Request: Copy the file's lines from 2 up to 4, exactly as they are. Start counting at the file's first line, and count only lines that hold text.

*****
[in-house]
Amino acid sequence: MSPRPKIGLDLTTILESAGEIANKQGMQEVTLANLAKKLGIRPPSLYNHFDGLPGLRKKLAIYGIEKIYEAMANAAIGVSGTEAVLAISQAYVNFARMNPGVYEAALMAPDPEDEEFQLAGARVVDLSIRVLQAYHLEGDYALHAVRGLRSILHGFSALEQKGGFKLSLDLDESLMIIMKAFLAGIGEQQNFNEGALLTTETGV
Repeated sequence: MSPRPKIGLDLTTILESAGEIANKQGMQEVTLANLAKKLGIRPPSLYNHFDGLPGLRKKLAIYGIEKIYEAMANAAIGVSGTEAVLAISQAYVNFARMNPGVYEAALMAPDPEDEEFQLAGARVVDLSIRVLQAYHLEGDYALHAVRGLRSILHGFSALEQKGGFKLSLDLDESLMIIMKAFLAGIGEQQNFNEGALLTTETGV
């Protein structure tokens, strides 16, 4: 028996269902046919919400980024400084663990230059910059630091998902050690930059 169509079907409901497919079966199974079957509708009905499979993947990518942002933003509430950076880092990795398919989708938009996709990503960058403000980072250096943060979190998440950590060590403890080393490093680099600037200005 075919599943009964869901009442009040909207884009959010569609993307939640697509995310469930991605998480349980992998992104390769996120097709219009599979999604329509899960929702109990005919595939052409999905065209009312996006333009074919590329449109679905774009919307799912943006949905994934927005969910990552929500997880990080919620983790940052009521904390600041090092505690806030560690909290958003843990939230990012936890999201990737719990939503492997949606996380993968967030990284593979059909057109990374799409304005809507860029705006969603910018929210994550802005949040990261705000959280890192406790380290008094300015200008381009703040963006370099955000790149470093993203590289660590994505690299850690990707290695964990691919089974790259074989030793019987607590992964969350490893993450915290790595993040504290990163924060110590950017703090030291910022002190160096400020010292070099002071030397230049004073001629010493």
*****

Amino acid sequence: MSPRPKIGLDLTTILESAGEIANKQGMQEVTLANLAKKLGIRPPSLYNHFDGLPGLRKKLAIYGIEKIYEAMANAAIGVSGTEAVLAISQAYVNFARMNPGVYEAALMAPDPEDEEFQLAGARVVDLSIRVLQAYHLEGDYALHAVRGLRSILHGFSALEQKGGFKLSLDLDESLMIIMKAFLAGIGEQQNFNEGALLTTETGV
Repeated sequence: MSPRPKIGLDLTTILESAGEIANKQGMQEVTLANLAKKLGIRPPSLYNHFDGLPGLRKKLAIYGIEKIYEAMANAAIGVSGTEAVLAISQAYVNFARMNPGVYEAALMAPDPEDEEFQLAGARVVDLSIRVLQAYHLEGDYALHAVRGLRSILHGFSALEQKGGFKLSLDLDESLMIIMKAFLAGIGEQQNFNEGALLTTETGV
């Protein structure tokens, strides 16, 4: 028996269902046919919400980024400084663990230059910059630091998902050690930059 169509079907409901497919079966199974079957509708009905499979993947990518942002933003509430950076880092990795398919989708938009996709990503960058403000980072250096943060979190998440950590060590403890080393490093680099600037200005 075919599943009964869901009442009040909207884009959010569609993307939640697509995310469930991605998480349980992998992104390769996120097709219009599979999604329509899960929702109990005919595939052409999905065209009312996006333009074919590329449109679905774009919307799912943006949905994934927005969910990552929500997880990080919620983790940052009521904390600041090092505690806030560690909290958003843990939230990012936890999201990737719990939503492997949606996380993968967030990284593979059909057109990374799409304005809507860029705006969603910018929210994550802005949040990261705000959280890192406790380290008094300015200008381009703040963006370099955000790149470093993203590289660590994505690299850690990707290695964990691919089974790259074989030793019987607590992964969350490893993450915290790595993040504290990163924060110590950017703090030291910022002190160096400020010292070099002071030397230049004073001629010493």